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May 8

Written by: Diana West
Sunday, May 08, 2016 5:27 AM 

As with all legal wrangles, the details are a little complicated, but the essence of this case is clear. Vladimir Bukovsky, the legendary Soviet dissident, has once again pitted himself against a state power. It is not, of course, the old Kremlin; it is the British legal system, which last April charged him with serious crimes: five charges each of making and possessing indecent images of children; one charge of possessing a forbidden image.

Those are the facts. That is, it is a fact that the Crown Prosecution Service made public both these charges and their intent to prosecute Bukovsky one year ago online at their "news centre."

Are these charges true? Bukovsky is pleading not guilty to all charges, which are to be heard in court on May 16. 

Last August, Bukovsky filed an unusual countersuit. He sued the Crown Prosecution Service for libel. After several postponements, he received a court date in July. That's two months after the criminal trial which is scheduled for May 16. It is Bukovsky's belief that it is essential to his defense of his reputation to reverse the order of trials. On receiving no accommodation on his request to speed up his libel trial, Bukovsky, 73, still recovering from massive heart surgery last year, embarked on a hunger strike on April 20 -- his first in some forty years. He also submitted a formal application on April 26 to the High Court seeking an earlier date for his libel trial.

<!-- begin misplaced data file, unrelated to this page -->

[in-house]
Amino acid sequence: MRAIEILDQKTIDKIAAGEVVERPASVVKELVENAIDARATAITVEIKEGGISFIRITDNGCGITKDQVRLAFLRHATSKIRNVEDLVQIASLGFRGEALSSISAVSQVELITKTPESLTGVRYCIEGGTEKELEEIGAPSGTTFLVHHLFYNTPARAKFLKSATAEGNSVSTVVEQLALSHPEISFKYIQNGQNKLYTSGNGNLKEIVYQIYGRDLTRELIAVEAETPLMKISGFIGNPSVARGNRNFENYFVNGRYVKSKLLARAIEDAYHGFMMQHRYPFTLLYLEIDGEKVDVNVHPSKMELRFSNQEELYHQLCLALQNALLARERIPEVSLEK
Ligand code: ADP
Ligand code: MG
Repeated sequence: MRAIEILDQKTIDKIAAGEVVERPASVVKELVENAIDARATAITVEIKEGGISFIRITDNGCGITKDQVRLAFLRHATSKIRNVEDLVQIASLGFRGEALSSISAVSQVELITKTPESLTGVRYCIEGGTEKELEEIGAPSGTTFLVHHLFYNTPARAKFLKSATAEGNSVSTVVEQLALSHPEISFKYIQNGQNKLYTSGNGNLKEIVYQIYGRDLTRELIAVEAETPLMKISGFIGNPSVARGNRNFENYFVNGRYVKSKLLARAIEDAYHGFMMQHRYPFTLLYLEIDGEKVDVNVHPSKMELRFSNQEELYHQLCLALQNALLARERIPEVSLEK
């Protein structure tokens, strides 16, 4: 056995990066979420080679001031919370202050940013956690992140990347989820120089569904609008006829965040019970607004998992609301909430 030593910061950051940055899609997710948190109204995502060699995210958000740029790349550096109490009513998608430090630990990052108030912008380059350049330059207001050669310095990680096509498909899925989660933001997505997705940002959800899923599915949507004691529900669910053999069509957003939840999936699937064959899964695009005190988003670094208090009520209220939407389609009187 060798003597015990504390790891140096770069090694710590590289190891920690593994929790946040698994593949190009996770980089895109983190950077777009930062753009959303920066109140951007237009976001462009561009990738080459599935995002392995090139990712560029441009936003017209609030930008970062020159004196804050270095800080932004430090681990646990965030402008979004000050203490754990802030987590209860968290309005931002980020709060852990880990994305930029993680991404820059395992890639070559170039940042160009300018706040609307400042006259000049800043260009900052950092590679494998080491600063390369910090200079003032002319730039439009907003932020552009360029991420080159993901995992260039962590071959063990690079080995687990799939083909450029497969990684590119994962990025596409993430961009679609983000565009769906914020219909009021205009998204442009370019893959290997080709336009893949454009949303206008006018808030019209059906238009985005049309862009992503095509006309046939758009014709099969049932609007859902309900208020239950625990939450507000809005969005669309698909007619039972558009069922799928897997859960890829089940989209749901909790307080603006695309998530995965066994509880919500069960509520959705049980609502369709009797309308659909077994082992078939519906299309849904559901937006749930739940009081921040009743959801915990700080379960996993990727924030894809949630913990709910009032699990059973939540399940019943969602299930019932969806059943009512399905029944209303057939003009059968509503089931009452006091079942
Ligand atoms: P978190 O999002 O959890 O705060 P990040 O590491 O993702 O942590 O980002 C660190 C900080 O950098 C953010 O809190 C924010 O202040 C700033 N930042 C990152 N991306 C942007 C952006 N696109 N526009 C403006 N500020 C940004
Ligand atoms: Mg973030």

On May 3, the High Court turned down his application.

The High Court didn't just turn it down. The court imposed a "reporting ban," a gag order on the series of events leading up to and including its decision! According to this High Court "reporting ban," British press is not permitted to report anything about the application or its contents; the fact that the court considered it; or the fact that the court turned down it down -- until after the conclusion of the criminal trial.

This is quite extraordinary. It is one thing for the High Court to take the action. But why make it a secret?

It appears that the High Court is convinced that any and all knowledge of Bukovsky's libel proceedings against the Crown Prosecution Service would be prejudicial to the Crown Prosecution Service's criminal suit against Bukovsky.

That in itself is something to ponder. There is also the evident and unusual determination of the state to control the news about this case, which is not only reminscent of the dictatorship Bukovsky left behind so many years ago, but it surely casts doubt in the eyes of world witness as to whether this is a clean process. It is surely not a transparent one.  

To be cont'd.

 

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